We have had the opportunity to hear Dan Buettner in the past. He has an ongoing study of “The Blue Zones” in conjunction with National Geographic. The Blue Zones started as a list of the five places in the world where there is the highest percentage of centenarians.
Dan and his team of professionals have studied why people in these geographic pockets live longer and have a shorter morbidity rate. It’s a fascinating topic, but you may ask, what does this have to do with hearing? Well, those individuals who had a closer connection to other people had a happier life. We cannot stress enough how hearing loss can affect health and relationships. Finding a hearing loss early is to everyone’s benefit. If someone has a hearing loss and needs hearing devices, these instruments can contribute to more positive relationships with people around them as well as their general health.
There has been study after study in the past decade or more showing how treating a hearing loss results in a better quality of life. Sergei Kochkin, PhD, and Carole M. Rogin, MA back in 2000 had one of my favorite titles, “Quantifying the Obvious: The Impact of Hearing Instruments on Quality of Life“. Getting this information out without the stigma (of wearing hearing aids) is challenging and and continues to be, because most people wait too long, not taking action until a multitude of negative factors have already impacted them.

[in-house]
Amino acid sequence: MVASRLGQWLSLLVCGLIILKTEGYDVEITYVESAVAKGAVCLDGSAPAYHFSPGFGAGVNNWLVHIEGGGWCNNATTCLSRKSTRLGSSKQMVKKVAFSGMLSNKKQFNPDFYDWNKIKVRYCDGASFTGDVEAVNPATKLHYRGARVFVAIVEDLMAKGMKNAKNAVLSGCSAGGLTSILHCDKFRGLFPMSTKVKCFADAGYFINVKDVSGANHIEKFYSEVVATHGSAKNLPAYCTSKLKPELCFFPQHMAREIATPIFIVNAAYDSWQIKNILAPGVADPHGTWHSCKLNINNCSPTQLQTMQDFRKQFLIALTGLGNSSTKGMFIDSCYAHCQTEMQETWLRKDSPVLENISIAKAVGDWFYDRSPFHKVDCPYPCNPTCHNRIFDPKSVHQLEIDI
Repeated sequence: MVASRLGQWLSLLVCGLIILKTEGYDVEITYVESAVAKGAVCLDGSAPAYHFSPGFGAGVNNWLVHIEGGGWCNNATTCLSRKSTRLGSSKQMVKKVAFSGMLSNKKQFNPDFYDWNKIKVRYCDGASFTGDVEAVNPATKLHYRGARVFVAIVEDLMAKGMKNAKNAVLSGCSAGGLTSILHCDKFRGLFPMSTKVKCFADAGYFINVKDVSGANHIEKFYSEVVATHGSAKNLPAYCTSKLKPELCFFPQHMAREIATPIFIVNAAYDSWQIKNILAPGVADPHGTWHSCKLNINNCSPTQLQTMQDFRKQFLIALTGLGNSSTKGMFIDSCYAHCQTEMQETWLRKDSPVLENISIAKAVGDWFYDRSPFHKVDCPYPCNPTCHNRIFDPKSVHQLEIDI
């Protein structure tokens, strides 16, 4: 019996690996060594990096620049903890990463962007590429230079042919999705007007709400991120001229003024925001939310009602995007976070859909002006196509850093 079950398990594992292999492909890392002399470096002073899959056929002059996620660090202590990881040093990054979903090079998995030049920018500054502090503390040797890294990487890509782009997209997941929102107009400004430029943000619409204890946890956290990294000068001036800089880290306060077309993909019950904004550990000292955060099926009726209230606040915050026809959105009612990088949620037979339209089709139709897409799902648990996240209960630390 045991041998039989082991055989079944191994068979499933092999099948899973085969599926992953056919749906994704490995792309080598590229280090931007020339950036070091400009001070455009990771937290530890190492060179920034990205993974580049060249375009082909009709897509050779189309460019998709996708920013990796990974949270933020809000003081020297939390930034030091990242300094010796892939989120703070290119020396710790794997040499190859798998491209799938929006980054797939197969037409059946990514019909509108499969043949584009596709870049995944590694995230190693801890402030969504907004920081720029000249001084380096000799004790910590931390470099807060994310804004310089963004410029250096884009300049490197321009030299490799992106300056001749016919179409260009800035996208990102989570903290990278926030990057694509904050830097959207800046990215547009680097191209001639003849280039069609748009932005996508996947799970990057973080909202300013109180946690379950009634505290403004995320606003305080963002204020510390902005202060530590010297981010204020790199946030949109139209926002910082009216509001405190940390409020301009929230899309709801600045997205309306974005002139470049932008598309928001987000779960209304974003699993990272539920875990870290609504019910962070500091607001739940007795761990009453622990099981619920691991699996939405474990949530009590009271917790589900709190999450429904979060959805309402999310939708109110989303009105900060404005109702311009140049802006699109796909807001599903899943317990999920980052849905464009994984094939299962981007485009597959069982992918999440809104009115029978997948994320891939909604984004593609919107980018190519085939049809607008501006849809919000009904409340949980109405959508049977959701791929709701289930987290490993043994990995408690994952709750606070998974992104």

In past posts, I have highlighted many medical conditions that affect our hearing. I will now present a series on how treating your hearing will improve your life. The topics will include depression’s link to hearing loss, ties between dementia and untreated hearing loss, and cognitive function. Cognitive function is now being extensively researched, so we should have much more information about it in coming years.
Professionals in the hearing community have to work on publicizing positive information on aural rehabilitation. Hearing aids are definitely a part of this type of rehab. We need to highlight in our counseling realistic expectation, which my colleague, Robert Martin is addressing in his series of blogs here @hearinghealth. Focusing on relationships and giving meaning to everyday life as Dan found in “The Blue Zones” will help those who need it but haven’t yet seen a reason to get help.